Beginning with his first antibiotic -- IV Rocephin back in 2003 -- hubby has herx type reactions to almost every dose of antibiotics. If the drug is going to do anything then he has seizure-like episodes and increased tremors or myoclonus and/or dry heaves or vomiting. It can be predicted almost like clockwork -- either based on the peak dose of the med or the halflife.

Adding in very low dose Lyrica this year has helped somewhat control these herx type reactions. But a higher dose of lyrica caused very severe dystonia. None of the half a dozen other seizure meds had much effect. IV Ativan used to work for these episodes but it lost effectiveness over time. I remember stopping the IV Rocephin 1 or 2 times with almost every dose to administer IV Ativan.

I have always worried that I might cause worse neurological damage by doing aggressive treatment. Lately, my concern is more about triggering a stroke. Bad neuro episodes usually trigger transient Bell's palsy, speech difficulties (babbling nonsense) and recently headaches and eye pain.

Fortunately these episodes have decreased in frequency to a mild episode every couple of days with more severe episodes every few weeks. At least he is not having these episodes multiple times daily as happened for years.

But in some ways the episodes are more severe -- does not lose consciousness anymore or become confused, but the muscle rigors or dystonia is totally incapacitating -- lasts for hours without some sort of IV med intervention. Most recently very low dose IV Phenergan will stop these symptom attacke -- not really sure why it works except for the possible cholinergic effect.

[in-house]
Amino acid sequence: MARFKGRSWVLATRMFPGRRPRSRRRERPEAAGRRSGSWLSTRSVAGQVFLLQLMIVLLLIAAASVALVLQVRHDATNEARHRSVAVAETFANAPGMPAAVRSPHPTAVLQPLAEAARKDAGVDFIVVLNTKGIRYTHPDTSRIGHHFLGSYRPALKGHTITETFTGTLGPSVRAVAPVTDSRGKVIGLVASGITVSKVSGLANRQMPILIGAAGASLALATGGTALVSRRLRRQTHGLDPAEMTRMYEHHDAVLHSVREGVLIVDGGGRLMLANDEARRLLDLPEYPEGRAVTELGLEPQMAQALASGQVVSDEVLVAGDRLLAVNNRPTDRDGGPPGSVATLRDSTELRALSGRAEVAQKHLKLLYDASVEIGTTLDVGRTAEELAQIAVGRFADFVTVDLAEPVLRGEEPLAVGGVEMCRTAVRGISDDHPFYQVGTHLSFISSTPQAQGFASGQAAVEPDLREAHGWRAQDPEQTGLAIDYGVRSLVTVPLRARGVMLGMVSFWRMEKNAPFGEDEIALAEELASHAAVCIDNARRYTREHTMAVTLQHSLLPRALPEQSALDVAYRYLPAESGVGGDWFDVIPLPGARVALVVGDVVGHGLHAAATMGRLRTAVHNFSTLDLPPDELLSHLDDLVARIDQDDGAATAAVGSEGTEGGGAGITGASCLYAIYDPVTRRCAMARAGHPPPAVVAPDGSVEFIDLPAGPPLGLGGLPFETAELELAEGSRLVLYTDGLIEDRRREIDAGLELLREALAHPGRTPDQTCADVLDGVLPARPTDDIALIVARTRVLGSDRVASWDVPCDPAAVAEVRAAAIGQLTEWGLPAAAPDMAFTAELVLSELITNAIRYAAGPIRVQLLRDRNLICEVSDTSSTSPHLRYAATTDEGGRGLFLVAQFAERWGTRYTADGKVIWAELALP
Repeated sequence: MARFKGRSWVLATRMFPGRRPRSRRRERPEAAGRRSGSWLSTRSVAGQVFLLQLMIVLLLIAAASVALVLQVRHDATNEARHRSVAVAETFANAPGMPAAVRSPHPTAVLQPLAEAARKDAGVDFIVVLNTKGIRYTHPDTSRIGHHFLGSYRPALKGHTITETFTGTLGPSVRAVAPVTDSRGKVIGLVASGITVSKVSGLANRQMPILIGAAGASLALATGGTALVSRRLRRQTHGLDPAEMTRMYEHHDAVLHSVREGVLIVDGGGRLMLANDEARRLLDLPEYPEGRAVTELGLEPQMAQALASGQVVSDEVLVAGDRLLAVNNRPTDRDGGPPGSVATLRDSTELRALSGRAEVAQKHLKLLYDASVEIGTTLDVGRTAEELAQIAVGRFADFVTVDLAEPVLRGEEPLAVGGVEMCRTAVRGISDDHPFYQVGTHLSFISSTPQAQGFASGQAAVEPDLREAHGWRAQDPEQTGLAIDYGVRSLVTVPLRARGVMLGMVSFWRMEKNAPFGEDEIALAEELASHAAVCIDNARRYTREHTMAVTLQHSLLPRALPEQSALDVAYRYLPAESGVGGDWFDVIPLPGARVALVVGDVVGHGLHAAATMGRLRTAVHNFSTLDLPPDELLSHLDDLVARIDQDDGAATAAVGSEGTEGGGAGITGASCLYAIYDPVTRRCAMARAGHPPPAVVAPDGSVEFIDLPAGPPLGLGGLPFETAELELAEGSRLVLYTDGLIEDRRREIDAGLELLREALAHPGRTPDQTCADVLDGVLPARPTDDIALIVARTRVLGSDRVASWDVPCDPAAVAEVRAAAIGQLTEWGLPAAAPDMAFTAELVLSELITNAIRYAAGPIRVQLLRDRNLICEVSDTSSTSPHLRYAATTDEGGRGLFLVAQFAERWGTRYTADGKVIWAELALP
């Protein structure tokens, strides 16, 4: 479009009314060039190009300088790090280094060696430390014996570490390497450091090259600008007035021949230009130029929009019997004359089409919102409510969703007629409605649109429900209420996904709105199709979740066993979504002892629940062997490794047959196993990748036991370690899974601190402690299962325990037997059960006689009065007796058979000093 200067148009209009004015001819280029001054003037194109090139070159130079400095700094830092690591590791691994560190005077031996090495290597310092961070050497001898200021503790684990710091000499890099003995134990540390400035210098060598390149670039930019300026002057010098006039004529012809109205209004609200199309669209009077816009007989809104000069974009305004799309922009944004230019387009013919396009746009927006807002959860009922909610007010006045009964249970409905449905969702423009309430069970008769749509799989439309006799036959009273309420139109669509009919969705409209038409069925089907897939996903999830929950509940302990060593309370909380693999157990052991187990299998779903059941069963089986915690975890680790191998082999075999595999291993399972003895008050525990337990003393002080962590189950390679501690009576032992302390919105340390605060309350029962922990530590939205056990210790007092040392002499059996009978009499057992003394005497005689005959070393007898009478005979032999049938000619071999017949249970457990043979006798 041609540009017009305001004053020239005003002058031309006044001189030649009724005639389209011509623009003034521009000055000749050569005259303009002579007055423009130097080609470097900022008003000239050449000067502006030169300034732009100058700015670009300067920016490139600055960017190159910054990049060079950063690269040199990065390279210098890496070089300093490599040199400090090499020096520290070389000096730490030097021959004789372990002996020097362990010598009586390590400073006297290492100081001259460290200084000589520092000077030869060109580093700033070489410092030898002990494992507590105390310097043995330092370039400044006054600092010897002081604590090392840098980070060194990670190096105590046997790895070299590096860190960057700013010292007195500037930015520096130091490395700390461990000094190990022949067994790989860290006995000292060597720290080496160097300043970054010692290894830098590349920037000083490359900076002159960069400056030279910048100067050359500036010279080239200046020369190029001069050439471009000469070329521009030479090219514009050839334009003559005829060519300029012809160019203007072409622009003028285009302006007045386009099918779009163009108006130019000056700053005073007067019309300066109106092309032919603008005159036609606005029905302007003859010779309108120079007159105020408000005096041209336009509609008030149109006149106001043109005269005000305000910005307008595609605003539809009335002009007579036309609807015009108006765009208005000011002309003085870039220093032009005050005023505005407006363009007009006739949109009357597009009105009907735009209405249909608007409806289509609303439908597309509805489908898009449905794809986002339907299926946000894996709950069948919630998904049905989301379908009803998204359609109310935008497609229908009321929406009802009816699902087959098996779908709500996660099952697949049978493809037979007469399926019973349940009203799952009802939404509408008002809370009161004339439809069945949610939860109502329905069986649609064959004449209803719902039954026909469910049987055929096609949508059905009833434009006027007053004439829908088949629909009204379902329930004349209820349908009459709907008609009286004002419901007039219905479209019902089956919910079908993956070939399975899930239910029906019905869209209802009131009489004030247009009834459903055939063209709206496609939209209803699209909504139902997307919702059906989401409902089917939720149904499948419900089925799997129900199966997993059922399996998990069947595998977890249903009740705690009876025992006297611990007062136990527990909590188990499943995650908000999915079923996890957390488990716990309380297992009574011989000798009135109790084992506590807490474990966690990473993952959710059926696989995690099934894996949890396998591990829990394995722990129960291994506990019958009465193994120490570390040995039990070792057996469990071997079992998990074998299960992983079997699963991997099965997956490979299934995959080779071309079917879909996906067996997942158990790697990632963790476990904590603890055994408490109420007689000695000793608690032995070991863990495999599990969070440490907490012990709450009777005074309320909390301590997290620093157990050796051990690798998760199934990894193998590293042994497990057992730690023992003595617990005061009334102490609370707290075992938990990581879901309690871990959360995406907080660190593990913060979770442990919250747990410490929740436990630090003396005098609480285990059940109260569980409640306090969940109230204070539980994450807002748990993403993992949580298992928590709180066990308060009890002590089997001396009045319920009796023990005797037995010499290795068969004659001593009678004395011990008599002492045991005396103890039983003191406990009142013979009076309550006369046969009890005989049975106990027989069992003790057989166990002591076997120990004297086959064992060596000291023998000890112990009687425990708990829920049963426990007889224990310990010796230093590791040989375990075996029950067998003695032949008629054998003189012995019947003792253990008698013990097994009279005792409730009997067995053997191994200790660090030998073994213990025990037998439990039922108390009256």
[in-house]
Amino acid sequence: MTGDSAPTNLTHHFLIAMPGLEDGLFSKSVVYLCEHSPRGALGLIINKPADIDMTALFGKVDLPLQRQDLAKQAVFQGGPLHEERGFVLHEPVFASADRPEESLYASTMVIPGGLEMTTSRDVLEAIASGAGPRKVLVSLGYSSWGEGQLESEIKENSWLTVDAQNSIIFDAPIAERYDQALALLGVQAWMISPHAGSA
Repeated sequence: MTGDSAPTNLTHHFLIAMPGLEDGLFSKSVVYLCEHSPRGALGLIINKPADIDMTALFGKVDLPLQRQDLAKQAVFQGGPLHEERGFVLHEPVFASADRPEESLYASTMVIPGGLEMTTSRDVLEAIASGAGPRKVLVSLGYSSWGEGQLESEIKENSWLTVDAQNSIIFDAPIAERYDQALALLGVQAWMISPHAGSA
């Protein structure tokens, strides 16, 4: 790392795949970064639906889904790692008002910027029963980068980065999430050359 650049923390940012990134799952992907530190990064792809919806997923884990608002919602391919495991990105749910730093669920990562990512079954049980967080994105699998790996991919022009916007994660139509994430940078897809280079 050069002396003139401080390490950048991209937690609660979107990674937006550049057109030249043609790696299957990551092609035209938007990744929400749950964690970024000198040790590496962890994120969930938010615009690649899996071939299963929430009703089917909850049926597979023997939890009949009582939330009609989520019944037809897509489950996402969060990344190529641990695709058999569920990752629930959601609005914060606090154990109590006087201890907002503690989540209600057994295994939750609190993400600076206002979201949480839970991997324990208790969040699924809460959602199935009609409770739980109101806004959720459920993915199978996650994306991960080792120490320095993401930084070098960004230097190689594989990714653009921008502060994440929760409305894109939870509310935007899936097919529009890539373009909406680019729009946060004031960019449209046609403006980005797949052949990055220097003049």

Since insurance will not cover home health care I am the one administering all meds. ER visits in the past have been totally useless.

Not asking for medical advice. Just wondering if you have some "rules" on when to back off on meds or how to determine when more aggressive treatment is needed.

Technically hubby does not have seizures -- no seizure spikes on many EEG's.

Actually the Parkinsonian tremors that were present 24 hours a day for many months when he first got sick now only show up for an hour or so at most and some days not at all.

Michele said...

About this post: I'm suprised this girl could perform academically at all. Why the start and stop over the years. This is a desperate story. She is so young and being a parent myself I cannot imagine letting her stop treatment. What is her prognosis? One wonders what Lyme does to a growing body when it infects a person at a very young age. Is there any information on this; i.e. effect on CNS development, neuro and psychiatric development much less social development. We need a lot of Dr. Jones'

Unknown said...


Thanks very much. Yes, the cytokine panel was expensive. But so were the other million tests I was having.

My inflammatory cytokines were really, truly off the charts. Many of them were nearly 20x normal levels (yes, that's TIMES, not percentage). And no, it wasn't diagnostic. But did show that something was really going on with my immune response.

The problem was,3 different specialists had 3 different theories. Immune deficiency, autoimmune issues--'atypical' Lupus, etc. And their treatment ideas were oppositional also--that is, one doctor thought I should take immunosuppressives, and the other was warning me that I had a depressed immune system as it was.

Confusing for a lay person to figure out, dueling doctors.

And also, thanks for what you said about the herx thing.

I appreciate, very much, that you responded. Happy Holidays.

Lyme report: Montgomery County, MD said...